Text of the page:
Duncan quieter than expected

Updated: May 14, 2004, 12:39 PM ET
By Marc Stein | ESPN.com

LOS ANGELES -- They lost a 10-point halftime lead, and then their series lead, and then they had to concede defeat in one more place.

The San Antonio Spurs were forced to admit that, on this night, their premonitions were wrong.

Tim Duncan and Shaquille O'Neal
Tim Duncan had to work hard for his 19 points in the Spurs' Game 4 loss.
Many of them voiced the pre-game belief that the performance to leave everyone breathless Tuesday night would come from Tim Duncan. That was the inevitable response, they figured, to Duncan's dysfunction in Game 3.

What the Spurs saw instead was the quietest triple-double bid you can imagine.

To be more precise, that's what they saw when they weren't helpless witnesses to Kobe Bryant capping the most real-life day of his 25 years with an unreal 42 points.

Duncan wound up with respectable totals in the Spurs' Game 4 defeat: 19 points, 10 rebounds and eight assists. He even made nine free throws in 12 tries, which Gregg Popovich jokingly described as "astounding."

The problem, for San Antonio, is that Duncan has to hack through swarms of Lakers just to do what he did, which doesn't amount to much when Kobe moves at warp speed from a Colorado plea of Not Guilty to Not Guardable in Downtown L.A.

This becomes a bigger problem when Shaquille O'Neal tacks on 28 points, 14 boards and four blocks, canceling out Duncan's production by himself.

"You're not going to stop Tim," Karl Malone said. "You can only try to contain him. But we have a game plan when he gets the basketball, and we seem to be executing it now."

Said Popovich, absolving Duncan from blame for this one: "It comes down to Kobe and Shaq, no matter how you slice it."

Right. From 2-0 down, which Phil Jackson likened to a "death knell," Kobe and Shaq have found harmony. In an instant, they have begun to play with a togetherness absent for much of this roller-coaster season.

Defensively, meanwhile, the Lakers are finally playing with the aggression and unity that Jackson has been longing for since last May. Which prompted Popovich to suggest that the Game 4 victors, in the mood they found at home, now look like the Lakers who started the season with an 18-3 gallop that frightened an entire league.

If that's indeed the case --- if the Lakers can play this way at least once at the SBC Center -- San Antonio has more than a problem or two.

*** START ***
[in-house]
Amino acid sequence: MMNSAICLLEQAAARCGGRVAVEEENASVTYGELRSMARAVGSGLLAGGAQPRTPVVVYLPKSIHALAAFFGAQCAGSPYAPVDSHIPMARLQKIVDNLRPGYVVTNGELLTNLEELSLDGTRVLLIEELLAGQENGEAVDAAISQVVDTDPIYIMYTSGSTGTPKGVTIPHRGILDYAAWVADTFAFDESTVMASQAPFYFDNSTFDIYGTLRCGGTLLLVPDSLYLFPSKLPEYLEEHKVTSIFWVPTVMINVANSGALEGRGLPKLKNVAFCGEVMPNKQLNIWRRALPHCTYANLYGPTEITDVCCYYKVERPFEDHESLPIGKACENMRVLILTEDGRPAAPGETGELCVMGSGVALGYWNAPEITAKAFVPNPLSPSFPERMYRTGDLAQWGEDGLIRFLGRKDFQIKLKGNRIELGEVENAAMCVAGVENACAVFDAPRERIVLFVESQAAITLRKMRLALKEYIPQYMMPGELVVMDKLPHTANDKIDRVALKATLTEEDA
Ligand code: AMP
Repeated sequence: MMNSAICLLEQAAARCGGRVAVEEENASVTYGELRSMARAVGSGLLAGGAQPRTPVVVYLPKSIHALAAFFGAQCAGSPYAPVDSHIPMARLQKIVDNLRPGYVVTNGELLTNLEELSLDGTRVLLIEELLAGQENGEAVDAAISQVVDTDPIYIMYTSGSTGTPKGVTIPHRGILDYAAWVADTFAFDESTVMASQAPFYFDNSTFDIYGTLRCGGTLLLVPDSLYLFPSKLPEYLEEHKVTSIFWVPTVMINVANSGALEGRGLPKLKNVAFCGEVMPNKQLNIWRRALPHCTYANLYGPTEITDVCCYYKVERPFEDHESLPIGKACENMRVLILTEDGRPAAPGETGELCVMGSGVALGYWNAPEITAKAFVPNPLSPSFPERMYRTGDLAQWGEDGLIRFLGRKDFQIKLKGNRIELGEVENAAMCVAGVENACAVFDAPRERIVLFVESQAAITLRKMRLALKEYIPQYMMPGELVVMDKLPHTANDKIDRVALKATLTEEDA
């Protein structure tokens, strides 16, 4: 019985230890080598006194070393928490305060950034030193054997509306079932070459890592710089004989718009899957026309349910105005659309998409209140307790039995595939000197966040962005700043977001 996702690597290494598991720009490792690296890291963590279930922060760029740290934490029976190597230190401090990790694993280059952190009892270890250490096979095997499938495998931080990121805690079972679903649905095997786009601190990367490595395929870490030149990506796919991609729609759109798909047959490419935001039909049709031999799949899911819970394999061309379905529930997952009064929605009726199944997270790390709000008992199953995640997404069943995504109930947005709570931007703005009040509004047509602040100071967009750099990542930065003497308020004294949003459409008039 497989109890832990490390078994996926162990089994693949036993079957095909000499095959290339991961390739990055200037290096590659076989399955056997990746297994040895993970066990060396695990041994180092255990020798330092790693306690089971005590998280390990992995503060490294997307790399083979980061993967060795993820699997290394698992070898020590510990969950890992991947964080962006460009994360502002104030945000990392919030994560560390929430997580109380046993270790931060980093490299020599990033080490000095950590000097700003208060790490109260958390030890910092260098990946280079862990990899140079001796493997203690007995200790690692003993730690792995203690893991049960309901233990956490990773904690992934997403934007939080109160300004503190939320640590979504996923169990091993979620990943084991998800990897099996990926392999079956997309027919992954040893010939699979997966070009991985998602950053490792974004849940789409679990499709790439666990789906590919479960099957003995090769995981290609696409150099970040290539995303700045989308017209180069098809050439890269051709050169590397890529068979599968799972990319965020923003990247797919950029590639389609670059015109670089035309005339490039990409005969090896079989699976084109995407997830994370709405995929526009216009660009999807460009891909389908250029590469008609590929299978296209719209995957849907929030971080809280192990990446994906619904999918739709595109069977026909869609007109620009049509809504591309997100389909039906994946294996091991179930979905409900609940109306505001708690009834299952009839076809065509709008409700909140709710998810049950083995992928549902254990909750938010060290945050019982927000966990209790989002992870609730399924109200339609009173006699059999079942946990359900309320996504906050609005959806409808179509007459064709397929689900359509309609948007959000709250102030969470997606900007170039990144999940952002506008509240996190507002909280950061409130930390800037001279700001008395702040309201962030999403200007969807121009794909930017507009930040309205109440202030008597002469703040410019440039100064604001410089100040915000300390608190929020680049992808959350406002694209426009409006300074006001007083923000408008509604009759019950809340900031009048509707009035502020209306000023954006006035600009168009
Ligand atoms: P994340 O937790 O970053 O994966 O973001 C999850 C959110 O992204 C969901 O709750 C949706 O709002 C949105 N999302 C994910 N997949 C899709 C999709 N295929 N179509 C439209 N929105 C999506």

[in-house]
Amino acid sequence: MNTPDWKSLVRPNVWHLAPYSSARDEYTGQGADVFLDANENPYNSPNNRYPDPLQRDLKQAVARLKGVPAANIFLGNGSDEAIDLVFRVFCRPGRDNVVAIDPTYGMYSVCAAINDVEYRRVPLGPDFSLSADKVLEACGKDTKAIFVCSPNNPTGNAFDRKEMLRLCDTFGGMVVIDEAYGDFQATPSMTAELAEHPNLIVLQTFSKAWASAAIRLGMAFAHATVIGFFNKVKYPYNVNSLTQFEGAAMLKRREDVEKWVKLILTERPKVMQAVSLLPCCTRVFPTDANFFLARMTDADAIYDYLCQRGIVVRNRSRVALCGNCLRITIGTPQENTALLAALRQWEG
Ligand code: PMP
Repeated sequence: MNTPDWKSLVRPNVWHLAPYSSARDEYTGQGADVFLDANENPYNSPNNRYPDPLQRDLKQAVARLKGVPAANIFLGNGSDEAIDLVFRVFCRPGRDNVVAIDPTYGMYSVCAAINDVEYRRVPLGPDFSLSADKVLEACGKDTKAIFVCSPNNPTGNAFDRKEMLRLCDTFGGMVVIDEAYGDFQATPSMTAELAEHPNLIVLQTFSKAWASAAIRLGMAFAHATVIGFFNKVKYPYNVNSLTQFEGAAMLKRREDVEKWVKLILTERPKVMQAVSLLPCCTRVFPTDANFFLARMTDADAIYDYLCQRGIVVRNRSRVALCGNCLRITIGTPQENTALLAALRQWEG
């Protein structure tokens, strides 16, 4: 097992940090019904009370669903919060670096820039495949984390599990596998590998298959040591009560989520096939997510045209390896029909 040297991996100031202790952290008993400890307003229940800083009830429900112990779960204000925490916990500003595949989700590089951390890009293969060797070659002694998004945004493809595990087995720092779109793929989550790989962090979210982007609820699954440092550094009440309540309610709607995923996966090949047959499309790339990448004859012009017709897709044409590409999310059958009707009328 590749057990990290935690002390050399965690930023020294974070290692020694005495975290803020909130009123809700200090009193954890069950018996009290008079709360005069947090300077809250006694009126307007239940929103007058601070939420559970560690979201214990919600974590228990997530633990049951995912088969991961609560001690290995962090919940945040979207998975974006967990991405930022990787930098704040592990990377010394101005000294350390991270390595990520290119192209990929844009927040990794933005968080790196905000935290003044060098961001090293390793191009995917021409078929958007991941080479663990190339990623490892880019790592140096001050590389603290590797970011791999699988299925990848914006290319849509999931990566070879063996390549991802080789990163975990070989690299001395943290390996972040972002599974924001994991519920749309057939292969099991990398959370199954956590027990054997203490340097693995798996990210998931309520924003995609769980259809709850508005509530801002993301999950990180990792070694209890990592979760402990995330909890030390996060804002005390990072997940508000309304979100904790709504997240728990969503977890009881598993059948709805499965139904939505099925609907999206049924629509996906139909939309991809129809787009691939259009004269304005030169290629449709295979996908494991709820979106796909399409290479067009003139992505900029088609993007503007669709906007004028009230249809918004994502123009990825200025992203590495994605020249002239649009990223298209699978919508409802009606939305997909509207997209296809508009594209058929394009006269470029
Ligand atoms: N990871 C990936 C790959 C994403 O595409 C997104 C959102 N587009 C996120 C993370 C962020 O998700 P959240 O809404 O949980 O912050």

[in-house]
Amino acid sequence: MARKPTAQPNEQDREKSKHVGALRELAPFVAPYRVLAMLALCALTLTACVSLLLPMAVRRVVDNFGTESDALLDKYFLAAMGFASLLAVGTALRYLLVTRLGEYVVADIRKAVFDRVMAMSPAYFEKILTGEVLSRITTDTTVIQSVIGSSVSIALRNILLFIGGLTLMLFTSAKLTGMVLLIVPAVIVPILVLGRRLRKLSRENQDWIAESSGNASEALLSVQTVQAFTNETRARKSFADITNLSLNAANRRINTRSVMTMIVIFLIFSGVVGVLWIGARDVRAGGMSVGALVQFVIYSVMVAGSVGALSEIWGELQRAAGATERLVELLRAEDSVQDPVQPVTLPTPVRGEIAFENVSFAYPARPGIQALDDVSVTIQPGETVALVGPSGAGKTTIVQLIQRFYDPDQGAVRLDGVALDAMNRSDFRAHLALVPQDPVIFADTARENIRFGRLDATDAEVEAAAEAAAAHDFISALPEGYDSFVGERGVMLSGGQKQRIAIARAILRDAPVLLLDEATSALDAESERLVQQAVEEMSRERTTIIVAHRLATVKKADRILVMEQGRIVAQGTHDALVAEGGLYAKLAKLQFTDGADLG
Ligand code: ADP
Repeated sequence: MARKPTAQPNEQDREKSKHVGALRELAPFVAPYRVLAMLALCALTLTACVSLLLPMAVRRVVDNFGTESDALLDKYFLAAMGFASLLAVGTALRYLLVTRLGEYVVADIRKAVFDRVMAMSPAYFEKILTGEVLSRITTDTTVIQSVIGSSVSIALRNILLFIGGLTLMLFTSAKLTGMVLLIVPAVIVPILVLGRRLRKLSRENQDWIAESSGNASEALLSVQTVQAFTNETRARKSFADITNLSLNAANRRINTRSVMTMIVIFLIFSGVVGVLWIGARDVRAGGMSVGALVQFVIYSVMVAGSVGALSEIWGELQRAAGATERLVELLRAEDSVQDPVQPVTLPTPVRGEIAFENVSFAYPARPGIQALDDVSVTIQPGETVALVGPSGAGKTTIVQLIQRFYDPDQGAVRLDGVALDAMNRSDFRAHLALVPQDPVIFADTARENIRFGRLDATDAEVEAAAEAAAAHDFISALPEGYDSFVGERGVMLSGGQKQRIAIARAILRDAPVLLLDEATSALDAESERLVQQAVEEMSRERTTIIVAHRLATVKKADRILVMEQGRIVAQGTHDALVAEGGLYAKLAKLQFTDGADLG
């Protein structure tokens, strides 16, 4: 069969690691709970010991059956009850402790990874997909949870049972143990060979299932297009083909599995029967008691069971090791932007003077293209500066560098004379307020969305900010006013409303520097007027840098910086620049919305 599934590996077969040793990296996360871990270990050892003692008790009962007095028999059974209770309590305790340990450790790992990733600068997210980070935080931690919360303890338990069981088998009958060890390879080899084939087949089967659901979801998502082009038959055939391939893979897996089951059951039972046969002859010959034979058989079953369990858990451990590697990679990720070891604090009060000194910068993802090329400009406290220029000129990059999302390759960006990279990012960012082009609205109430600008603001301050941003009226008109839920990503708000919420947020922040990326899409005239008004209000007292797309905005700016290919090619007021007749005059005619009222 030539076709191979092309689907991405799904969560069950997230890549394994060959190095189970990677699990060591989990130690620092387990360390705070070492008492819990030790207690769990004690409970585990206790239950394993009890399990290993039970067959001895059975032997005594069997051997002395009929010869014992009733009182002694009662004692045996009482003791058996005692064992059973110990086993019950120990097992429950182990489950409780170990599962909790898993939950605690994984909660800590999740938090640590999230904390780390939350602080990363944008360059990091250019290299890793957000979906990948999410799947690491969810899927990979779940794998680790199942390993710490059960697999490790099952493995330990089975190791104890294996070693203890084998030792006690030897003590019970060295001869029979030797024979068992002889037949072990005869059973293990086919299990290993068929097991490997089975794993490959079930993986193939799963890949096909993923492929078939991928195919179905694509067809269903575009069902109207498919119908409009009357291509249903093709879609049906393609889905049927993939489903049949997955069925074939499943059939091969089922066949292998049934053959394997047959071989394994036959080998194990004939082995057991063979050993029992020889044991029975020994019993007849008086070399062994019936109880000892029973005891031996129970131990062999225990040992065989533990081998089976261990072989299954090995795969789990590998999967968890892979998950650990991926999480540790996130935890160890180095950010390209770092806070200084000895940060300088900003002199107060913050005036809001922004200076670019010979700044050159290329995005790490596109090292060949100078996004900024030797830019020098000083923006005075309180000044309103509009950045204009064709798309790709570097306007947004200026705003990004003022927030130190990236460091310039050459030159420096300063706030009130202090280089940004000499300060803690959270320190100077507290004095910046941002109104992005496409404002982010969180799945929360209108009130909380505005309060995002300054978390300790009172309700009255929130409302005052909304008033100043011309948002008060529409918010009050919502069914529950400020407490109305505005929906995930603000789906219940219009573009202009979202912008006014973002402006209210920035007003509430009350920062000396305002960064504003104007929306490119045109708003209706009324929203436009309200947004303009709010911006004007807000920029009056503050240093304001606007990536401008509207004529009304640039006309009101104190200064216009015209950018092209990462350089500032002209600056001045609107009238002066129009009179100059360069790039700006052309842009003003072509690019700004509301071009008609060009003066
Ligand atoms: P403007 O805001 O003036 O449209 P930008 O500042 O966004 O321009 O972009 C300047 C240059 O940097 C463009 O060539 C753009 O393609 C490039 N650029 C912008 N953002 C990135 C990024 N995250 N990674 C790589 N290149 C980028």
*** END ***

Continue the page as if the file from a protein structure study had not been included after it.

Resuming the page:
That's because the Lakers, for two games running, have managed to force the ball out of Duncan's hands with the intent to make lesser Spurs take the shots.

How well did it work?

In Game 4, Rasho Nesterovic had more field-goal attempts (14) than Duncan (13).

Duncan, trusting his teammates to make the open shots, had eight assists at halftime and zero thereafter as the Spurs faded.

Maybe more troubling, there were signs of frustration from Duncan. Early and late.

The first hint that the L.A. swarms are getting to him came halfway through the first quarter, when Duncan finally pried loose from his many escorts for an uncontested dunk. In atypical fashion for the so-called Big Fundamental, Duncan wound up for a cathartic tomahawk and missed the dunk badly. Can't remember many missed dunks in Duncan's past.

In the fourth, after a majestic triple from Bryant pushed the Lakers' cushion to 81-73, Duncan realized his team needed its own dose of majesty and tried to answer from the baseline on the Spurs' next possession.

He shot a hurried air ball, then vowed afterward not to do it again.

"I'm going to take my shots when they're there," said Duncan, who was limited to 27 field-goal attempts in the Spurs' two losses here. "I'm not going to force any shots. I'm not better when I force shots. I'm going to take them as they come. They are really sagging in there, trying to take me out of the game. It's my job to find guys. I want to be aggressive and take my shots, but I can't force them."

Popovich also did his part to preach calm. He noted that his team still has the home-court advantage -- in a building where L.A. has never won a playoff game -- and that the Spurs and Lakers are exactly where they were after four games last spring. The Spurs' coach went on to explain that he could accept defeat a bit easier on a night when Shaq got away with repeating his old claim that his little buddy Bryant is "the best player ever."

"He made some unbelievable shots, but he's an unbelievable player," Pop said. "It's not like this is an aberration."

Yet you wonder whether the other Spurs can get hot enough -- at home, perhaps -- to create just enough space for Duncan to have his own unbelievable game in this series.

You sense the Spurs are going to need at least one of those to hold off the Kobe-and-Shaq surge.

Marc Stein is the senior NBA writer for ESPN.com. To e-mail him, click here. Also, click here to send a question for possible use on ESPNEWS.

Marc Stein | email

Senior Writer, ESPN.com
• Senior NBA writer for ESPN.com
• Began covering the NBA in 1993-94
• Also covered soccer, tennis and the Olympics

ALSO SEE